Unfortunately, the Court’s attempt at making a principled distinction falls short.  The Court helpfully provides a list of what falls under the “ordinary inquiries” category: checking the driver’s license, inspecting the automobile’s registration and proof of insurance, and determining whether there are outstanding warrants against the driver.  But as Justice Thomas points out in his dissent, this last action–checking for warrants–does not really ensure that the vehicle is operated safely and responsibly–it is, plain and simple, an investigation into whether the suspect has been involved in criminal activity.  As such, it seems indistinguishable from the drug dog sniff, at least under the paradigm provided by the Court.

Interestingly, Rodriguez appears to limit another common activity during a traffic stop–questioning the suspect in order to learn if the suspect is engaged in criminal activity and/or requesting to search the car.  The Court does note that the police may “conduct certain unrelated checks during an otherwise lawful traffic stop,” but it states that “[s]he may not do so in a way that prolongs the stop, absent . . . reasonable suspicion.”  Thus, Rodriguez seems to prohibit any investigatory questioning unrelated to the reason behind the stop which prolongs the length of the stop.  It will be interesting to see how lower courts interpret this aspect of the case–does this mean that if the police officer has completed the warrant check and the citation, she is not allowed to ask any further investigatory questions of the driver unless they are somehow related to the offense?  Or maybe lower courts will interpret Rodriguez even more strictly.  As Professor Rory Little notes at SCOTUSblog: “the Court says only that an officer ‘may conduct certain unrelated checks’ during a stop, without discussing what limitations ‘certain’ may imply.  The majority also says that ‘on-scene investigation into other crimes … detours from that mission’ of traffic safety.”  Lower courts will have to interpret this language to determine which questions are or are not permitted to lengthen a traffic stop.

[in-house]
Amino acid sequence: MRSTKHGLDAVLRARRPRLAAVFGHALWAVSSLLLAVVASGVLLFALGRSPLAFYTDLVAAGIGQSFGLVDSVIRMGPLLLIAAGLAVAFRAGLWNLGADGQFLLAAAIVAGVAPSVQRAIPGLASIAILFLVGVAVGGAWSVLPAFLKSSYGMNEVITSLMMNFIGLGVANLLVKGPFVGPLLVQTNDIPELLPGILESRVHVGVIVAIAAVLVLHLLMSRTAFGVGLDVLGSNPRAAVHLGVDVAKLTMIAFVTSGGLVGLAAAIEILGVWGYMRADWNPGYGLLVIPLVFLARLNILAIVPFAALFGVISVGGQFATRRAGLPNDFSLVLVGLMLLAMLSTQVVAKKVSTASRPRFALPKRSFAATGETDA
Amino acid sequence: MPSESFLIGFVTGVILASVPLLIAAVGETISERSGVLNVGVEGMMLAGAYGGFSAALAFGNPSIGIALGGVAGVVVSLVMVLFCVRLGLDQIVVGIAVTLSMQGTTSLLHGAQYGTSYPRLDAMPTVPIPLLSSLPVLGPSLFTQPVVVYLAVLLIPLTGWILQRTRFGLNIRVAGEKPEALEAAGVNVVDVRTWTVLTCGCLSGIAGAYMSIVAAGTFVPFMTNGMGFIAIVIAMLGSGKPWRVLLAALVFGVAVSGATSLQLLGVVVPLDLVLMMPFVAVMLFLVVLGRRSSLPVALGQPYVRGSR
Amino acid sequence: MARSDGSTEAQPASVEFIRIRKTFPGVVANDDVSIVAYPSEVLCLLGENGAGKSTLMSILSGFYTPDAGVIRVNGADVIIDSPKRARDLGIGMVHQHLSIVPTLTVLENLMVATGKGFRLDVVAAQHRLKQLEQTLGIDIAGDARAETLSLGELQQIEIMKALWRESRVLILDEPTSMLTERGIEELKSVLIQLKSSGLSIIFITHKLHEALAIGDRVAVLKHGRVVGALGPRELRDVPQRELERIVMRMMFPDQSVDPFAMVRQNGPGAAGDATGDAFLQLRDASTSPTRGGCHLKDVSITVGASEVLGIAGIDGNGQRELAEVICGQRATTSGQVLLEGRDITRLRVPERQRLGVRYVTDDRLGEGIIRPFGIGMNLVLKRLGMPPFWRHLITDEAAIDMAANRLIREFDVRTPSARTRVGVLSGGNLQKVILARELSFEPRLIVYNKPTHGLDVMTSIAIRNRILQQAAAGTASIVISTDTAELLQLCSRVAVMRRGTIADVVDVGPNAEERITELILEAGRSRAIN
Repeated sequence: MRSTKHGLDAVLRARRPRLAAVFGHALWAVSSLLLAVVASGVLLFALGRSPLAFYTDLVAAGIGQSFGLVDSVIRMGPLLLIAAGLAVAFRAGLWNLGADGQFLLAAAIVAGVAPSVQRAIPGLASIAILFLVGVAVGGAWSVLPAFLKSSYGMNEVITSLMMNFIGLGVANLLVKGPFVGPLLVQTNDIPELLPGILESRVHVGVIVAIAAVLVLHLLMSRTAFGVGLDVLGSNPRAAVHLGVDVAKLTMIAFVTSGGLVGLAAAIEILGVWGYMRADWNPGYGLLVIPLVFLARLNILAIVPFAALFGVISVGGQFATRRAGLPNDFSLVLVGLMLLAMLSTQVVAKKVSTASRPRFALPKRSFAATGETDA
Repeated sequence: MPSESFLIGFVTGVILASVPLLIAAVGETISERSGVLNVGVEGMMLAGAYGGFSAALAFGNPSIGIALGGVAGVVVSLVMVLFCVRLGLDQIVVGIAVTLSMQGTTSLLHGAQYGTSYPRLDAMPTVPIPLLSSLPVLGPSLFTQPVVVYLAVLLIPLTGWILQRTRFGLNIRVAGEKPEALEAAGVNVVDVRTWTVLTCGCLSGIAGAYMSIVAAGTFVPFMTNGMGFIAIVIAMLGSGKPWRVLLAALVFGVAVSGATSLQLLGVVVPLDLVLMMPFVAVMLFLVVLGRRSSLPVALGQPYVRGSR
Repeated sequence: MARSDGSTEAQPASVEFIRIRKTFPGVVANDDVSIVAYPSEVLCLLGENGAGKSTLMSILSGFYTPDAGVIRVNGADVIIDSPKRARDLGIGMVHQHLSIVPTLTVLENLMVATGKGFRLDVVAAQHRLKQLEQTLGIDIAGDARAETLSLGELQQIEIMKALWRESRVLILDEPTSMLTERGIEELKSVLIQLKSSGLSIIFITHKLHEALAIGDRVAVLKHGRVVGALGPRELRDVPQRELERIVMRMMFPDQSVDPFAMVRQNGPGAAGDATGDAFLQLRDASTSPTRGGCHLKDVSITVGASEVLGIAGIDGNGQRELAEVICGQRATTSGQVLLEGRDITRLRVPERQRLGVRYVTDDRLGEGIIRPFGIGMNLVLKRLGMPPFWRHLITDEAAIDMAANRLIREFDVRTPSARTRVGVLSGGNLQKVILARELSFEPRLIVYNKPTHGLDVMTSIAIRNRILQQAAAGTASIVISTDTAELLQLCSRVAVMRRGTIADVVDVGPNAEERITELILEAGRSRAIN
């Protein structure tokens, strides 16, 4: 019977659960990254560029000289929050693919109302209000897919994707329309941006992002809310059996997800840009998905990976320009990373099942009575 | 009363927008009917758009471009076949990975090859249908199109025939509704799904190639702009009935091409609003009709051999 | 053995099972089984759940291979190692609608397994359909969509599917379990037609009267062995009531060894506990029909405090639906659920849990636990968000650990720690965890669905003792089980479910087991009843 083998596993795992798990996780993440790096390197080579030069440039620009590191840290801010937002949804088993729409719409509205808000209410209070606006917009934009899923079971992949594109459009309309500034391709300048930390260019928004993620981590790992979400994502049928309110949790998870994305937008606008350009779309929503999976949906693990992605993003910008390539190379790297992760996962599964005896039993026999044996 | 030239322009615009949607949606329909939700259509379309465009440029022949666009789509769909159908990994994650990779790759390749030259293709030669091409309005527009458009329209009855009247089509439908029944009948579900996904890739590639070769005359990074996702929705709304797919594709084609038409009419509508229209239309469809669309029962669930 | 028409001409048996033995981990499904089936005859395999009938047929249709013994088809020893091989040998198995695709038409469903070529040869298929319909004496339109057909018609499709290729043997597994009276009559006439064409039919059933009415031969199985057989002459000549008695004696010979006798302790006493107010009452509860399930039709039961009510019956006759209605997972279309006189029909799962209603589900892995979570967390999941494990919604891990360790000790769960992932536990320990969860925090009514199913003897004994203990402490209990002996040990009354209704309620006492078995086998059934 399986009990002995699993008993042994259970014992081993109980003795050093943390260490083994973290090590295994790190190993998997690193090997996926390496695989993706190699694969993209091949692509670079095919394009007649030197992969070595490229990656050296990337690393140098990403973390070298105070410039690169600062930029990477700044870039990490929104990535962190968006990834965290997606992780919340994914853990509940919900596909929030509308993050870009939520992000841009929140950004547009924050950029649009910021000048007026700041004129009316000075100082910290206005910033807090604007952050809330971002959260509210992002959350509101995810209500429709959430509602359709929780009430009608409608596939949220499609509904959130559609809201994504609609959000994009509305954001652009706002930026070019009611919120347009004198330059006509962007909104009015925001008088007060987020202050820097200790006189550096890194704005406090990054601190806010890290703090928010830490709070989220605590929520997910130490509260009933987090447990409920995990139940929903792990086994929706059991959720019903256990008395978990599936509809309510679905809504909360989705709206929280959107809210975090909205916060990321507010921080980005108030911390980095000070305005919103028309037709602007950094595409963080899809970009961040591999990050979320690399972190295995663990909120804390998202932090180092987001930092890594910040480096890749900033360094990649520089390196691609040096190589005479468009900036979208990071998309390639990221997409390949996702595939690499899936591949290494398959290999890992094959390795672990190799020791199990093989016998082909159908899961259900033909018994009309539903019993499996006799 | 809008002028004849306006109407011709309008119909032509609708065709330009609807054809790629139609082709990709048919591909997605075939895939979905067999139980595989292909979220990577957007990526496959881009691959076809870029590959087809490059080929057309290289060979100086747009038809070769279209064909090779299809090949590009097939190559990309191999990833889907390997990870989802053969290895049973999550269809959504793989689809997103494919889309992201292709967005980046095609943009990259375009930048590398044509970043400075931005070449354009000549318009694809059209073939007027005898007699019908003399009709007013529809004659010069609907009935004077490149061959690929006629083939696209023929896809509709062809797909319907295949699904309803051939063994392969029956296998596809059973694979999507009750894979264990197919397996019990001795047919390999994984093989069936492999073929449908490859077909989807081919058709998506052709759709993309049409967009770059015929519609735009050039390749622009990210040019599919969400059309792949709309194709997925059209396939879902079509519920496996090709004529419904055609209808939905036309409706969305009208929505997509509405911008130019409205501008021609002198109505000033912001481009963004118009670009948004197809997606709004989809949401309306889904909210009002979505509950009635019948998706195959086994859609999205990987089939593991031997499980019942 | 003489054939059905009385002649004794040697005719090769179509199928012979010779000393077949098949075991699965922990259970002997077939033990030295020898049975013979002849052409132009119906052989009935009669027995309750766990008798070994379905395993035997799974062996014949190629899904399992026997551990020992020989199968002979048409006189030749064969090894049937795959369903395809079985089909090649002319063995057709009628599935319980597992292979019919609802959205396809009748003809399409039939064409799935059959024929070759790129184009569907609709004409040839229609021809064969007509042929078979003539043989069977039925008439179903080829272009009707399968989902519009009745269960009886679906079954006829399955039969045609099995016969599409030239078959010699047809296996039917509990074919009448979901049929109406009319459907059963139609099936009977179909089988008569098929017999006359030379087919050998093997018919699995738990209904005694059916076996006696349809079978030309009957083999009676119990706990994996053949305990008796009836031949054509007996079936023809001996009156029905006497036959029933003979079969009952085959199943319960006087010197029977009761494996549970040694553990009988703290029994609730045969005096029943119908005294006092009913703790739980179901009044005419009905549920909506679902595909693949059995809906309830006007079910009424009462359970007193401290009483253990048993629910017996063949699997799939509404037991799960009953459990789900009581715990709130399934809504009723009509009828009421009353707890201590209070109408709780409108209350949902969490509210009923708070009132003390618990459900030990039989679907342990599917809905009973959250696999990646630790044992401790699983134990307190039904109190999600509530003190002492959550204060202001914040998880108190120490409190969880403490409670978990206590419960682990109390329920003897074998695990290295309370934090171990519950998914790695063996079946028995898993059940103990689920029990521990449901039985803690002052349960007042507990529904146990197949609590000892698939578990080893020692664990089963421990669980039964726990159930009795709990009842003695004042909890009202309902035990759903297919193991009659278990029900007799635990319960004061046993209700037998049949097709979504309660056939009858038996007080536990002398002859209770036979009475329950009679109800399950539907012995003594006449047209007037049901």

Professor Little also discusses another “loose end” in the Rodriguez decision: he sees the case, when considered alongside the rejection of the front-door dog-sniff in Jardines, as evidence that the Court is backing away from its 1983 decision United States v. Place which stated that drug dog sniffs are not a Fourth Amendment search.  (This would also mean, presumably, that the Court is backing away from its affirmation of Place in the 2005 decision of  Illinois v. Caballes).  He calls Place “one of the more extreme extensions of the ‘reasonable expectation of privacy’ test,” and argues that its rationale is now suspect in light of Jardines, Riley v. California (which prohibited searching cell phones incident to a lawful arrest), and Kyllo v. United States (which prohibited warrantless thermal imaging of a home).   These cases, Little notes, are evidence that the Court has “recognized that privacy has some scope beyond ‘expectations’ that the real world may compel us to abandon,” and that the Court is coming to the realization that drug dogs are like any other investigative tool and should be treated as such.

I am not so sure about this conclusion.  The Court’s rationale that drug dog sniffs do not constitute a Fourth Amendment search is based on a very specific doctrine–the binary search doctrine–and nothing in Kyllo, Jardines, or Riley affects that doctrine in any way.  The binary search doctrine states that government surveillance is not a Fourth Amendment search if it is only able to reveal the absence or presence of illegal activity.  The doctrine is based on the theory (first discussed in Rakas v. Illinois) that the Fourth Amendment only protects legitimate expectations of privacy.  In contrast, the Court’s recent limitations on the use of drug dogs have been based on other doctrines.  In Jardines, the limitation was based on the new  “trespass” Fourth Amendment test found in Jones; and in Rodriguez, the limitation was based on the doctrine that although a drug dog sniff is not a Fourth Amendment search, it is a Fourth Amendment seizure.  All that Rodriguez stands for is that the seizure aspect of the drug dog sniff needs to be justified by reasonable suspicion, and that any unreasonable delay that prolongs a seizure in order to conduct a drug dog sniff is unconstitutional–which is exactly what the Court held in Place thirty-two years ago.